The Arizona Wildcats have secured a spot in the championship series at the 2012 College World Series, and a potent batting lineup will lead the team to a national title.
Arizona’s baseball program has won three national championships but has not topped college baseball since 1986.
This year, the team has a 46-17 overall record and is undefeated in the postseason.
Seven Wildcats are currently batting over .300 for the year, and catcher Riley Moore just missed the cut and is hitting .297.
In contrast, Arkansas and South Carolina, who will face off to try and earn the second spot in the championship series, combine to have only three players batting over .300.
Arizona ranks fourth in the nation with a team batting average of .330, according to NCAA.com.
The team does not hit many home runs, but the batters are speedy and can drive the ball deep and the Wildcats are second in the nation in triples per game, also according to NCAA.com.
The Wildcats started off the playoffs with an offensive explosion and scored 15 or more runs in each of their first three games at the NCAA Regionals.
The team’s bats were active early in its most recent game, and Arizona scored six runs in the first inning against Florida State. The impressive start led to a dominant 10-3 win, and now the team is two wins away from a national championship.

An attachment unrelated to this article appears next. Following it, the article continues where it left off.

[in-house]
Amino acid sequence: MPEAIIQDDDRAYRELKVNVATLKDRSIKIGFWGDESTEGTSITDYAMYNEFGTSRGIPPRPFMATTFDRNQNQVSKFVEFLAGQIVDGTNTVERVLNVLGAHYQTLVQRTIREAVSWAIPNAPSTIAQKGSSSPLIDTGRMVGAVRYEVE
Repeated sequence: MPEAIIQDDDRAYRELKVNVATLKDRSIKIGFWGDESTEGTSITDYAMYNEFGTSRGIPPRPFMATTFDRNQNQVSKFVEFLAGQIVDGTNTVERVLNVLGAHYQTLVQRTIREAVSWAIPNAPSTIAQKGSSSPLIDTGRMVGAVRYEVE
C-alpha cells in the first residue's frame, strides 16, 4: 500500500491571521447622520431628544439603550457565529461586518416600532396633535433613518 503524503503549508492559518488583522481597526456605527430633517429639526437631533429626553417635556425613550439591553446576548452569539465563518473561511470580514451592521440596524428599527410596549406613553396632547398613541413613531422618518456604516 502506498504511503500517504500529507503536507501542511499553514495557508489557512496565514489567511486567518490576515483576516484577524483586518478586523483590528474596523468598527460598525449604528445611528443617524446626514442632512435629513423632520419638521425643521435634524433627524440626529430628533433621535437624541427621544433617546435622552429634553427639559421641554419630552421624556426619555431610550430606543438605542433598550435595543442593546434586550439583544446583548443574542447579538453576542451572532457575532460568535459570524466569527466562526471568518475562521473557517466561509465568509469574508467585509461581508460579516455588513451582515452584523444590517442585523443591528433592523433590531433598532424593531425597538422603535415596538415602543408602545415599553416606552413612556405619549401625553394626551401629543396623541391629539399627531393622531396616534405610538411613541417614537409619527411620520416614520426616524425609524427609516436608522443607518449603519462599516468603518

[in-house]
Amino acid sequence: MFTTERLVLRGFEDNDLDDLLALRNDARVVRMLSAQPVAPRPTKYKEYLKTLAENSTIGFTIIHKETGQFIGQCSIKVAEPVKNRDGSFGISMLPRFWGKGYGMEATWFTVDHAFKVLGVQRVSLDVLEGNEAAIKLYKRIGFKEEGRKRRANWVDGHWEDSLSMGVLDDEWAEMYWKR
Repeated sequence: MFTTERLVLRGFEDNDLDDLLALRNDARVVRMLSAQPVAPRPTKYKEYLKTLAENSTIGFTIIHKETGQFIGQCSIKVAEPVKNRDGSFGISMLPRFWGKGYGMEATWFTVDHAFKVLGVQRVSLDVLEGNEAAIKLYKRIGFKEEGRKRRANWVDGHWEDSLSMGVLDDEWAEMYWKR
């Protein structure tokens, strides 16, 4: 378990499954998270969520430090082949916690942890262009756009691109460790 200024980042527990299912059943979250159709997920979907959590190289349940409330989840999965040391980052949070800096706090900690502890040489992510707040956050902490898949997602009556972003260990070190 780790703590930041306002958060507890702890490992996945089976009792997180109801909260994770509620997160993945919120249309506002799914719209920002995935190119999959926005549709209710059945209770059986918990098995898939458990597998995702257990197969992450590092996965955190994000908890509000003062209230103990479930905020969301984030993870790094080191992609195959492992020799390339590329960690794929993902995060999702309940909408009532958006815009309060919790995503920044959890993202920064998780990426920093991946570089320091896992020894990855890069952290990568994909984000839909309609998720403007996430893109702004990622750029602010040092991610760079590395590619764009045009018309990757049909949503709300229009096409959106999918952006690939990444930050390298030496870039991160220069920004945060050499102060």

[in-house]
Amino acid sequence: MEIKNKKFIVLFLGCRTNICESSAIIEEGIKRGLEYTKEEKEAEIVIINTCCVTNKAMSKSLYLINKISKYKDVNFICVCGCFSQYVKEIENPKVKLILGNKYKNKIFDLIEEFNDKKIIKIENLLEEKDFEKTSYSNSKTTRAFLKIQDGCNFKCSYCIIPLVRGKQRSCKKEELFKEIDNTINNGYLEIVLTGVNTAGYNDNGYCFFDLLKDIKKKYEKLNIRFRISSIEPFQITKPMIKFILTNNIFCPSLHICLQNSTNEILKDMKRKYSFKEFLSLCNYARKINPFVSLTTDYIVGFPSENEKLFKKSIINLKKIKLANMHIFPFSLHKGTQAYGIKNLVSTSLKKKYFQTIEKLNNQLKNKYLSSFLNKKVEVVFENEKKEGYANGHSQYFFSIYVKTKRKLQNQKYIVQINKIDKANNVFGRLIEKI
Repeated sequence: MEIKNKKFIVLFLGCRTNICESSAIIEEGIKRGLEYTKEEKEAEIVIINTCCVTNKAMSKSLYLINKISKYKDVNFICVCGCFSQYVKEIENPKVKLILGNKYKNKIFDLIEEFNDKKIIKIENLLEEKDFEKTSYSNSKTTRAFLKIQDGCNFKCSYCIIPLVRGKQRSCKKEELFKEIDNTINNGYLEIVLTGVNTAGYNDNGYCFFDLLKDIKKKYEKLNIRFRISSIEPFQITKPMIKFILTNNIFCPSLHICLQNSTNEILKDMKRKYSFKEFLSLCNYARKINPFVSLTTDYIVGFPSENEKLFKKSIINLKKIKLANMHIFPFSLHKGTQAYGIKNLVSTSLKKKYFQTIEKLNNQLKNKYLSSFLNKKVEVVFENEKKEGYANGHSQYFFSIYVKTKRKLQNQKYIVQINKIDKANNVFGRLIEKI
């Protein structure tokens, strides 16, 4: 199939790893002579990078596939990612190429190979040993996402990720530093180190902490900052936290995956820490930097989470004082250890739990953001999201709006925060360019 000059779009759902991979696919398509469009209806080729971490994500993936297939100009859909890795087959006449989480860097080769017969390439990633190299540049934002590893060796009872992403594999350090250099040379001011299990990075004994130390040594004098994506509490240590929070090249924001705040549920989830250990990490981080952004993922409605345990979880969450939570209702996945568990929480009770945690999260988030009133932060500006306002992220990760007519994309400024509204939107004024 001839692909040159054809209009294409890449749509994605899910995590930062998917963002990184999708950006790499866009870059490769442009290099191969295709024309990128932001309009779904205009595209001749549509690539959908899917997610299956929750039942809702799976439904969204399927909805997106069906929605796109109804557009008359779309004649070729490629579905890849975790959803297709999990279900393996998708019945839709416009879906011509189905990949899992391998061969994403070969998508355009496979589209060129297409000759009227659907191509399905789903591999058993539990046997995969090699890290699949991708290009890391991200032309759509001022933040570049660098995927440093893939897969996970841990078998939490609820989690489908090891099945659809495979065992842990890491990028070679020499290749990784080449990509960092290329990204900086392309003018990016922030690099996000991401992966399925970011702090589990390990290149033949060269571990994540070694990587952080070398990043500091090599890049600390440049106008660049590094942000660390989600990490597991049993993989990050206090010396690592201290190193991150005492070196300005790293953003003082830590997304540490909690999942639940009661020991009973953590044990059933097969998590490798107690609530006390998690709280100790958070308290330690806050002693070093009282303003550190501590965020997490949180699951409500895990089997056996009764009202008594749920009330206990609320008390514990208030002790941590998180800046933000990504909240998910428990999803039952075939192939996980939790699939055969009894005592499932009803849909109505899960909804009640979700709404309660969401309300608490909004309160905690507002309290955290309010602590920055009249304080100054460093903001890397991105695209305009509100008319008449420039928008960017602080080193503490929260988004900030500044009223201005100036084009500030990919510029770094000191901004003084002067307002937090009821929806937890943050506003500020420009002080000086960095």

Arizona’s lineup is relentless, and every player is a threat to get on base. Trent Gilbert, the Wildcat’s ninth best hitter based on batting average, would be the fourth best hitter on Arkansas and the fifth best on South Carolina.
This team is capable of destroying and demoralizing opposing pitchers. Whoever goes up against the Wildcats will not be able to afford an off inning, as the game could be out of reach by the time three outs are recorded.
This is what happened to FSU right from the start.
The Wildcats have potent bats all the way through the order, and this will give them a major advantage in the championship series. When the College World Series is over, Arizona will have batted its way to a national title.